Ask the Loveologist: The Scent of Desire
Q: I have been with the same guy for a few months and at first I liked his smell, although now I think it was just his cologne that I was attracted to. When I met him after work, his scent repelled me. How can I tell him that I can’t stand his smell when he is not all cleaned and perfumed up. Is there anything that either of us can do to get over this smell problem?
This is one area that will not be helped and if there is any bright side it is that you know that there is a fundamental attraction problem before you tried to have kids. Scent is our most basic and primitive sense and our noses, more than any other sense we possess are best wired to tell us whether the person we are with is a good match. Trusting your sense of smell to pick the right partner for you is built into our biology.
The more you understand about the essential truth of compatibility as a reflection of scent, the more that you will want to be around your next boyfriend before he showers and shaves. Physical attraction itself may literally be based on smell. We discount the importance of scent-centric communication only because it operates on such a subtle level. Although we are often oblivious to the scent signals we are sending and receiving, these subconscious messages are designed to not only help us choose a partner with whom we have the potential of creating healthy offspring, but scent compatibility also predicts relationships longevity and faithfulness in a relationship.
Our sense of smell and what attracts or repels us is blueprinted in our immunological gene structure called the MHC. Every individual has their own genetic scent makeup which is as unique as their fingerprint. What’s more, when it comes to reproduction, the healthiest progeny comes from two individuals whose MHC is most distinct and different from each other. This assures that any offspring has the widest range of immune function and therefore is the most disease resistant.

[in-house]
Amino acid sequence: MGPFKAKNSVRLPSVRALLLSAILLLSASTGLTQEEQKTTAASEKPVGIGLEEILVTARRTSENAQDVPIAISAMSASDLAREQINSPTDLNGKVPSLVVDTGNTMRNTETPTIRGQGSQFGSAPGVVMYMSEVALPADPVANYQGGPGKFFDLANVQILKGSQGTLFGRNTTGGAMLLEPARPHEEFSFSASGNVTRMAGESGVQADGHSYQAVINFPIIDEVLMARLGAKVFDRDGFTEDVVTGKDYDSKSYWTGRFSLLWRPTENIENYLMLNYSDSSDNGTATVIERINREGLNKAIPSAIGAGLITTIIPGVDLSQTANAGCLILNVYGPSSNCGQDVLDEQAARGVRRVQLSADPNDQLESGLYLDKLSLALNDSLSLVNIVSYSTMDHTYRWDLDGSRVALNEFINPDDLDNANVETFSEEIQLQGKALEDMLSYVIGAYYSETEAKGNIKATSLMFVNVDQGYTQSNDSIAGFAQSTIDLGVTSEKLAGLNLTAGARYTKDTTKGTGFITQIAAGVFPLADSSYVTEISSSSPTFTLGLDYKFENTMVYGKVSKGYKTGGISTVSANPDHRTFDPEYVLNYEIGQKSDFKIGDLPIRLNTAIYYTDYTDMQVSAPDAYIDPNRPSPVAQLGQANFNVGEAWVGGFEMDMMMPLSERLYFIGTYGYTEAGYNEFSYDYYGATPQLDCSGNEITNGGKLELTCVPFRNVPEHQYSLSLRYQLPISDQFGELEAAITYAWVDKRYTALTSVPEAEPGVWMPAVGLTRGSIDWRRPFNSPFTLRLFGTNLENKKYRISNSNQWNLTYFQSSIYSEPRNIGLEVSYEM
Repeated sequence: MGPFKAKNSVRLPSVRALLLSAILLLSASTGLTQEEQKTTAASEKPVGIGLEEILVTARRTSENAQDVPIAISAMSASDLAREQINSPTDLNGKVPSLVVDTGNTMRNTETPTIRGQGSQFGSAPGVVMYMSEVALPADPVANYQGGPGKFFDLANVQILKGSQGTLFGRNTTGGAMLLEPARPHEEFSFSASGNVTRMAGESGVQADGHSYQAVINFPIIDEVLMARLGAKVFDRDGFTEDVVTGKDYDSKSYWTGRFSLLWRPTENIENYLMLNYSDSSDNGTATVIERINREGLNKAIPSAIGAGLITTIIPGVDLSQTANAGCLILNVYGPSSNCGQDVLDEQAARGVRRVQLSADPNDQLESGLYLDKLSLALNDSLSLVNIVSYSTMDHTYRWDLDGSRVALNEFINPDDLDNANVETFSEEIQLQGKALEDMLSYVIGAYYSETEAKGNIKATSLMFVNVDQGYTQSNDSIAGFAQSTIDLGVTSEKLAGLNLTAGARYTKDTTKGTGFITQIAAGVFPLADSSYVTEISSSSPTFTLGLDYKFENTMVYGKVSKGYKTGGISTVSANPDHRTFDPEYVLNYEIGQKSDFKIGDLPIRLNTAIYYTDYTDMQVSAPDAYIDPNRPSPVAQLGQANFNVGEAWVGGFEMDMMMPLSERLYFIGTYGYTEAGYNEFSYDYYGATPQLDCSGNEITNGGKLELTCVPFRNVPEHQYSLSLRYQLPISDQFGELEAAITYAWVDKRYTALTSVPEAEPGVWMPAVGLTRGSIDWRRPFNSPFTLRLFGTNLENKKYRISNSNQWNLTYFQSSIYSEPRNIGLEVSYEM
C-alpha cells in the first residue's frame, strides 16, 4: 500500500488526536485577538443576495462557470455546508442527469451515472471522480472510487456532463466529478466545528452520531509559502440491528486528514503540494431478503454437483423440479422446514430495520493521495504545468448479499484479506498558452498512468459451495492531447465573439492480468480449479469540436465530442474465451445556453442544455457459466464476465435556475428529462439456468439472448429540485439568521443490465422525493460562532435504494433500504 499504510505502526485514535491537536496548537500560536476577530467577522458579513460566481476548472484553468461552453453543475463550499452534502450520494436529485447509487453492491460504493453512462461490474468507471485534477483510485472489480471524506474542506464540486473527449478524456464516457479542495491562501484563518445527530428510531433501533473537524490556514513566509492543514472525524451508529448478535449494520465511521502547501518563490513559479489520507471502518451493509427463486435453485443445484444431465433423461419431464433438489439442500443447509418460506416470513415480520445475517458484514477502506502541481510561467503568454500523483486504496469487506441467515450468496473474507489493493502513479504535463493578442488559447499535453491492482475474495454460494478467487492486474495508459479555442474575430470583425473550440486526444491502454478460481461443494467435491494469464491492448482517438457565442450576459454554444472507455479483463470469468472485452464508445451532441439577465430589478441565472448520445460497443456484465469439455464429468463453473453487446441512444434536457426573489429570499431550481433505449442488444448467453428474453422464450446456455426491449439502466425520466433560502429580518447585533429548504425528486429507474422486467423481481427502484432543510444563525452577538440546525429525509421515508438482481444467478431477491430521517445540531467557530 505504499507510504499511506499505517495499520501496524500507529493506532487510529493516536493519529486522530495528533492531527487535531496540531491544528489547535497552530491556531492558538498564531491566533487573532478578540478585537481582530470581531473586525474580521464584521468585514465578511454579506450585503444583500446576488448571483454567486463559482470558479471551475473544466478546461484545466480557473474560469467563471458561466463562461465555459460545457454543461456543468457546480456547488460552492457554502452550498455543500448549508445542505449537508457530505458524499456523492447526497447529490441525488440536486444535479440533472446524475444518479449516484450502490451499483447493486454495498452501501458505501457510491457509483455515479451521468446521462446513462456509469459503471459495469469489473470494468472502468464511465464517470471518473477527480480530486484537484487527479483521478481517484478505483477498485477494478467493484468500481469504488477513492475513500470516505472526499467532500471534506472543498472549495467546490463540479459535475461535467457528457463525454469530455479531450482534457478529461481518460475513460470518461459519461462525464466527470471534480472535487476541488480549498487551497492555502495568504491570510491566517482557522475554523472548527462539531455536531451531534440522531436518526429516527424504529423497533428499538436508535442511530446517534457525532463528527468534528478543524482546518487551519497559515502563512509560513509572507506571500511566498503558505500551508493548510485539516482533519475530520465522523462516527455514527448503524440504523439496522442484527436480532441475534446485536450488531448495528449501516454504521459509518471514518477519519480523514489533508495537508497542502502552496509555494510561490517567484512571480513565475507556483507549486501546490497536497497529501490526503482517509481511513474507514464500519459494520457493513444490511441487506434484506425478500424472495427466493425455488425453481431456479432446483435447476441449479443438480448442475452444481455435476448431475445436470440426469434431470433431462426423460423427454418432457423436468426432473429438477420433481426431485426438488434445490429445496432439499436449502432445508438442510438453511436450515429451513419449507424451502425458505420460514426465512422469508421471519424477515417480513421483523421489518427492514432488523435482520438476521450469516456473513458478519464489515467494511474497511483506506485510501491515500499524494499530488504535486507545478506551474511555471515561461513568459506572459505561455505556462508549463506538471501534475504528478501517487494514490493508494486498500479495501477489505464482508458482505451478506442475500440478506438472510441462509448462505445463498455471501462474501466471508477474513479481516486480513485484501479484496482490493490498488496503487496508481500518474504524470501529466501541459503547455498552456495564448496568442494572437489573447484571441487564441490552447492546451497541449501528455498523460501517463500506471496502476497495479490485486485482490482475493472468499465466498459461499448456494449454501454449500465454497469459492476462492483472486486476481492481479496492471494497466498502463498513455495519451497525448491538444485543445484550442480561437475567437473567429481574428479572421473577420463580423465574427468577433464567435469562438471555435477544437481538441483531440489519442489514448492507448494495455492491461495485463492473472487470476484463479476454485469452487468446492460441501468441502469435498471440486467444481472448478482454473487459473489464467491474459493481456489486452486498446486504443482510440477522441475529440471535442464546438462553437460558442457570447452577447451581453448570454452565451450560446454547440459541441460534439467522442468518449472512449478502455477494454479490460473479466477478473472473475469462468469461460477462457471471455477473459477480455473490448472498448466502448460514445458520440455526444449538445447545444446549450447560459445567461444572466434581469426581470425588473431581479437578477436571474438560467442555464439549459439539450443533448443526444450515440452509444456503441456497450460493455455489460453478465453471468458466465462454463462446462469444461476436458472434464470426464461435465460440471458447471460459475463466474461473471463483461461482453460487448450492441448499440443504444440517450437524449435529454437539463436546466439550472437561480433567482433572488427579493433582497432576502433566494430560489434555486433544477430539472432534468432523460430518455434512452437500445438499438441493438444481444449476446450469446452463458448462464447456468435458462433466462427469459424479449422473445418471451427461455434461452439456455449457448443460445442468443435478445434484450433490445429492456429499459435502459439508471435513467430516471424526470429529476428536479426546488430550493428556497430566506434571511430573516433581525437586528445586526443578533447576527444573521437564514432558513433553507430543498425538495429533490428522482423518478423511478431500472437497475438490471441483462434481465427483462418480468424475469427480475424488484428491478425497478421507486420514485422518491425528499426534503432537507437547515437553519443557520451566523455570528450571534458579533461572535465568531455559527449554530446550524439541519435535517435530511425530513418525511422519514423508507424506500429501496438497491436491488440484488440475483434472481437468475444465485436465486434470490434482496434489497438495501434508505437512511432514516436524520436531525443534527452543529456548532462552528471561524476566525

While a woman’s scent changes throughout her monthly cycle, with the strongest scent attraction during her most fertile times, there isn’t a cure for true scent incompatibility. Not being attracted and frequently repelled by someone’s smell is one of the most common reasons cited by dissatisfied partners in marriage counseling. One reason for a significant turnaround in scent attraction has been linked to the influence of the female pill contraceptive which skews a woman’s sense of smell. Craig Roberts, who led the study, said: “The results showed that the preferences of women who began using the Pill shifted towards men with genetically similar odours. Not only could MHC-similarity in couples lead to fertility problems, but it could ultimately lead to the breakdown of relationships when women stop using the Pill, as odour perception plays a significant role in maintaining attraction to partners.”
Don’t be discouraged, you are not alone in being confused by the wide array of colognes, body washes and deodorants that effectively disguise our base scent attractions. I have been promoting the use of true scent products that enhance your own natural chemistry for years, intuitively knowing that products made chemically are not just bad for your most sensitive tissue, but also cover up your own natural odor and may just interfere with our ability to find and smell our true mates. So take this message to heart or rather to your nose and be grateful for the biological gatekeeper that doesn’t only bring you breath, but will inform you on the most life determining relationship issues in your control. Author Rachel Herz’s book “The Scent of Desire” is the first of many volumes on the often overlooked olfactory system that will forever change how we think about our relationships.